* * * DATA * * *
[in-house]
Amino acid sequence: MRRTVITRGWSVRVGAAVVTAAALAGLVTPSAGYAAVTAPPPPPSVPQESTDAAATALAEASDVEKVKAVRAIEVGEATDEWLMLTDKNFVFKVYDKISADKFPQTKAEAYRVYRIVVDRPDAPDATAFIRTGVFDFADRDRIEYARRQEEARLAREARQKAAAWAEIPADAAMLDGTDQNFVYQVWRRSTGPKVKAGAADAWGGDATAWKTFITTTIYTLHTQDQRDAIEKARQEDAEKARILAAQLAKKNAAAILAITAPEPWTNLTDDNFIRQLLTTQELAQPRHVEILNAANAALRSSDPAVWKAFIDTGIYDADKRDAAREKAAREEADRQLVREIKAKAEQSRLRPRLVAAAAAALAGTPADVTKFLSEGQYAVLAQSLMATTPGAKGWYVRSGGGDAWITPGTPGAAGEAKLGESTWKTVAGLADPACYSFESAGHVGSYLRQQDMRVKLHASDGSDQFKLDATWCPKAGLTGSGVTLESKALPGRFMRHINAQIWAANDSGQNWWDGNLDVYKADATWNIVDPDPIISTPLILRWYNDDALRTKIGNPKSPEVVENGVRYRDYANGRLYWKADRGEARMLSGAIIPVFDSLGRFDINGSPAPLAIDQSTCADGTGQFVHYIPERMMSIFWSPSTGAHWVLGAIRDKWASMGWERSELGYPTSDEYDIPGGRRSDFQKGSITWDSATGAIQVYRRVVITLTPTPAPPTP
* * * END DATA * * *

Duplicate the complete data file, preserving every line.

[in-house]
Amino acid sequence: MRRTVITRGWSVRVGAAVVTAAALAGLVTPSAGYAAVTAPPPPPSVPQESTDAAATALAEASDVEKVKAVRAIEVGEATDEWLMLTDKNFVFKVYDKISADKFPQTKAEAYRVYRIVVDRPDAPDATAFIRTGVFDFADRDRIEYARRQEEARLAREARQKAAAWAEIPADAAMLDGTDQNFVYQVWRRSTGPKVKAGAADAWGGDATAWKTFITTTIYTLHTQDQRDAIEKARQEDAEKARILAAQLAKKNAAAILAITAPEPWTNLTDDNFIRQLLTTQELAQPRHVEILNAANAALRSSDPAVWKAFIDTGIYDADKRDAAREKAAREEADRQLVREIKAKAEQSRLRPRLVAAAAAALAGTPADVTKFLSEGQYAVLAQSLMATTPGAKGWYVRSGGGDAWITPGTPGAAGEAKLGESTWKTVAGLADPACYSFESAGHVGSYLRQQDMRVKLHASDGSDQFKLDATWCPKAGLTGSGVTLESKALPGRFMRHINAQIWAANDSGQNWWDGNLDVYKADATWNIVDPDPIISTPLILRWYNDDALRTKIGNPKSPEVVENGVRYRDYANGRLYWKADRGEARMLSGAIIPVFDSLGRFDINGSPAPLAIDQSTCADGTGQFVHYIPERMMSIFWSPSTGAHWVLGAIRDKWASMGWERSELGYPTSDEYDIPGGRRSDFQKGSITWDSATGAIQVYRRVVITLTPTPAPPTP